Without even noticing it, chances are you've followed some bizarre vintage traditions without even knowing their meanings. Some traditions pop up around the holidays, like kissing under the mistletoe. Some of them happen every day, like making a wish on an eyelash. But no matter how well-known the tradition, few people really know the true meaning behind these unusual, and sometimes superstitious, little customs.
We asked our Facebook fans to chime in on the strange traditions they partake in and came up with some of our own, too. Let us know if we missed any, in comments below!
1. Throwing rice at weddings.
Yes, there's nothing like being pelted with tiny little shards of uncooked grains as you try to make a swift exit at your wedding. It's doubtful that most people know that the rice actually symbolizes something. (No, it's not just to make for a pretty candid wedding photo.) The act is meant to literally shower the new couple with an abundance of fertility and good fortune. In fact, the same thing is done in many cultures around the world, like in France where wedding guests will often throw wheat, or in Italy, where guests will toss candies and treats at the couple. Sweet. Might we suggest rose petals, instead?
2. Relying on a furry, hibernating creature to predict the weather.
Sounds crazy, right? It's not. We're talking about Punxsutawney Phil. Yep, February 2nd is a momentous day for winter-loathers, who sit praying that the curmudgeonly groundhog will not see his shadow and bring their misery to an end.
The origins of Groundhog Day reportedly date back to centuries ago, in European tradition. It reportedly stems from the old tradition of Candlemas Day, as noted in this old English poem.
If Candlemas be fair and bright,
Come, Winter, have another flight;
If Candlemas brings clouds and rain,
Go Winter, and come not again.
Is there really any truth to it? We highly doubt it. Besides, we don't think even Phil could have predicted this past winter. But since he saw his shadow, we're hoping he hated the polar vortex as much as we did.
3. Eating black-eyed peas and cornbread on New Year's Day
We'd gladly have these delicious foods any day of the year, but in the South, it's the norm to enjoy these foods on New Year's Day. Some suggest the tradition dates back to the Civil War. The delicacies are symbolic of prosperity to kick off a new year -- the peas are said to represent coins while cornbread symbolizes gold. This means it's totally a good idea to go for seconds.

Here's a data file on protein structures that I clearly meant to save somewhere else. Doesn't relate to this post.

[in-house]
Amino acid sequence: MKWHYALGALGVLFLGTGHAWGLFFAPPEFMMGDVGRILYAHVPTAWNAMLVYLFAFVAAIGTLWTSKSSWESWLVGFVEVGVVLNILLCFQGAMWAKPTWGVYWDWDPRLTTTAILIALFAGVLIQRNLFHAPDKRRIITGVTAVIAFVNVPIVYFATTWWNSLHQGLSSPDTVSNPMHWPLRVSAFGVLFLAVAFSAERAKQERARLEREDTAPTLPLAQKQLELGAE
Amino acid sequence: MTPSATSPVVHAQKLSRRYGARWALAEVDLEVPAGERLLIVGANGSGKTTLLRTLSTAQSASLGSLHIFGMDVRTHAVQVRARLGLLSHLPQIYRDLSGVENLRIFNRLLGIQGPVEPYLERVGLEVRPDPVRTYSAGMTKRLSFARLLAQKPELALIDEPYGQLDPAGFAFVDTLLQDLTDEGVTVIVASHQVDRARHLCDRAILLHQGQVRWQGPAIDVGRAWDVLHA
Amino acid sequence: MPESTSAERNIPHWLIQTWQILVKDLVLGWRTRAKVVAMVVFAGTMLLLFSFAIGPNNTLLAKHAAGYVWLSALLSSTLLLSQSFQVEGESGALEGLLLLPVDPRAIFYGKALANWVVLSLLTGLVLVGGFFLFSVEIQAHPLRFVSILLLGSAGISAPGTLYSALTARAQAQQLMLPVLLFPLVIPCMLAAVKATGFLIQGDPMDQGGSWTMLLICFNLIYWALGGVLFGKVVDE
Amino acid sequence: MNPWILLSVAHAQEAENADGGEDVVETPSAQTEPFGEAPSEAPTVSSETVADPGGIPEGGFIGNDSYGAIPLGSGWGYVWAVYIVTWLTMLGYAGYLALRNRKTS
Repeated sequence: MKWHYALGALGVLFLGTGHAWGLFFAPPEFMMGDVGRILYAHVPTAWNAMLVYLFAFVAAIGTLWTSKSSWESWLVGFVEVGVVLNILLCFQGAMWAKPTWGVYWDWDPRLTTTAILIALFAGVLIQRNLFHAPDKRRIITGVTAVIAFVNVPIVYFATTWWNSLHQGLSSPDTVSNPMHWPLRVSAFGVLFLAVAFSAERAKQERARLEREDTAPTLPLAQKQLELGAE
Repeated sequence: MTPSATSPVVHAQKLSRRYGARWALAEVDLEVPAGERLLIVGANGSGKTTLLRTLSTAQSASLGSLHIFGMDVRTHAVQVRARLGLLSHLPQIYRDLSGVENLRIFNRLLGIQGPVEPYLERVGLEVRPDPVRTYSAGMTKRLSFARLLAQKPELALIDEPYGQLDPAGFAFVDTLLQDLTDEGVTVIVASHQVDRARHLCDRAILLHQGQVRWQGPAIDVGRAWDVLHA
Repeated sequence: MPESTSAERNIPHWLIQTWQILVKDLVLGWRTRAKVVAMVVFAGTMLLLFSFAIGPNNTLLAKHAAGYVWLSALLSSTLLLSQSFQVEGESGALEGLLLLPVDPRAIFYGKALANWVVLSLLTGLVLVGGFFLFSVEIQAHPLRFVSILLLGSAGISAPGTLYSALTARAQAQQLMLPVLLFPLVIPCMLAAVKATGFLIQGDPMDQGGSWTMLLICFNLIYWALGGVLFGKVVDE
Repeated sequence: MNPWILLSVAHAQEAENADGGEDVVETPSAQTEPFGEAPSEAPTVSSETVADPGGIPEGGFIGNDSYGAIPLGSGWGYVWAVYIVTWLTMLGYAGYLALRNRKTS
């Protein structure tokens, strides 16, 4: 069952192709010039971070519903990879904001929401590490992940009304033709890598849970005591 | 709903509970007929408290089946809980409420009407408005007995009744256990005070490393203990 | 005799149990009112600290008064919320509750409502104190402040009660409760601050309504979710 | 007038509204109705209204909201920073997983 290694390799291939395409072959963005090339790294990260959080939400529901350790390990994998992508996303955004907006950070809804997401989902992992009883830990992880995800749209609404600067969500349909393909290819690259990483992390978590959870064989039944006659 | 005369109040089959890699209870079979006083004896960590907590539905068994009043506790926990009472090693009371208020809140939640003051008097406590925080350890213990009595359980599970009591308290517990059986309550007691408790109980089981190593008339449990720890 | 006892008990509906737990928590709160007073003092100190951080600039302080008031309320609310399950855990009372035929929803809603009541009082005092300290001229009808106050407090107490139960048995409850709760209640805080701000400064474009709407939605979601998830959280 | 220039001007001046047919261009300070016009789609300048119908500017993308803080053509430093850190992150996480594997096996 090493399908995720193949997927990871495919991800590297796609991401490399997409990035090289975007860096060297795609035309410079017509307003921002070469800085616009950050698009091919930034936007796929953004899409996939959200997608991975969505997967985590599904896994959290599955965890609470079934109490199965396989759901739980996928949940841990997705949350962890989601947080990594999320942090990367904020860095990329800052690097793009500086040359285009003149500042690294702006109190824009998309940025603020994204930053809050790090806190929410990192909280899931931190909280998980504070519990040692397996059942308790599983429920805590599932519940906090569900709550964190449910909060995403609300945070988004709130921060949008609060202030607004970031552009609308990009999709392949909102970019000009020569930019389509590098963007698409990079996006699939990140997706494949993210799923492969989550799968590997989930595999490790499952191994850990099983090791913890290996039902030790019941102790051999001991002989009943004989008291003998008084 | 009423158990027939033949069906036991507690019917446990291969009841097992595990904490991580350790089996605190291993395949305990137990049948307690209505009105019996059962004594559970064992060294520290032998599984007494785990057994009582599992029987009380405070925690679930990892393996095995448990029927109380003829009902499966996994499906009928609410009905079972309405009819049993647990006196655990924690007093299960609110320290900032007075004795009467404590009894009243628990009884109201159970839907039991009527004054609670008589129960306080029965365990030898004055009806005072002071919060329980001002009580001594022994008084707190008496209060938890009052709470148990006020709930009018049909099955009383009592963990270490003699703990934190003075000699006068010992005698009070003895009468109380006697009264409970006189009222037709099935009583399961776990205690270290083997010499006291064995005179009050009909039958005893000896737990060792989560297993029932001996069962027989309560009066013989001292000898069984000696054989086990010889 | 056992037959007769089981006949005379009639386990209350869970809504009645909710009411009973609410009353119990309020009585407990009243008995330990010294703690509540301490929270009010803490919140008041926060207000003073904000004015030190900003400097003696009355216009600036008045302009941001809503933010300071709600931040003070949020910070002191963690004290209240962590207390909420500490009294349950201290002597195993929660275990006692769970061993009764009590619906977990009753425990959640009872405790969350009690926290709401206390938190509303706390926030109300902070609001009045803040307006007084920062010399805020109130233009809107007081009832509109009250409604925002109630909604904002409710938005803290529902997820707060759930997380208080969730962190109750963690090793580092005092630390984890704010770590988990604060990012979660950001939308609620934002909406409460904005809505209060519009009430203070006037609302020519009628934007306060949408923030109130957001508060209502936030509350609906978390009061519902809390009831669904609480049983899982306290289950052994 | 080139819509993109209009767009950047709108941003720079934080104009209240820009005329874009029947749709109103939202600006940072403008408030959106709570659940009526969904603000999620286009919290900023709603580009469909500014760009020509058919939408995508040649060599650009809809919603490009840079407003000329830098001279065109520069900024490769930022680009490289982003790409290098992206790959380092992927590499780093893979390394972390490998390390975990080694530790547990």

4. Blowing out candles on a birthday cake -- and don't dare tell anyone what you wished for.
You'd think we'd stop believing in this one as soon as we realized the Tooth Fairy and Santa Claus weren't real. Yet, even into our 20s, 30s, 40s, and beyond, we can't help but make a wish on our birthday cakes (with eyes closed, of course) in hopes that this year the cake-fairy or whatnot will hear us out.
According to Huffington Post article from last year, celebrating birthdays is a tradition that dates back all the way to ancient Egypt. We can thank many civilizations, including the ancient Greeks and Romans for things like candles and cakes. But the ritual of blowing out the candles on your cake and making a wish can be traced back to Germany. In the late 18th century, kids would receive birthday cakes with enough candles for each year of their life plus one extra to symbolize hope for the coming year.
5. Tossing a few coins into a pond/fountain any time you pass one.
From Chicago's Buckingham Fountain to Rome's Trevi Fountain, it's nearly impossible to peer into a public fountain or pond without seeing shiny coins lying at the bottom. Even if it's not a superstition, when you have time to kill at the shopping mall, or park, it's almost habit to look for spare change so you can make a wish, make your pockets lighter, or just to hear the plink of the coin hitting the water.
We hope you're not still under the false impression that those particular wishes are more likely to come true (then you might as well get yourself a bigger birthday cake), or that quarters will get you more luck then a measly penny.
If you've kicked yourself for offloading precious coins, don't be. The tradition has apparently been around since ancient times. It is thought that people believed they could invoke the spirits or gods of the water, who would in return grant their wishes, just by throwing money into water.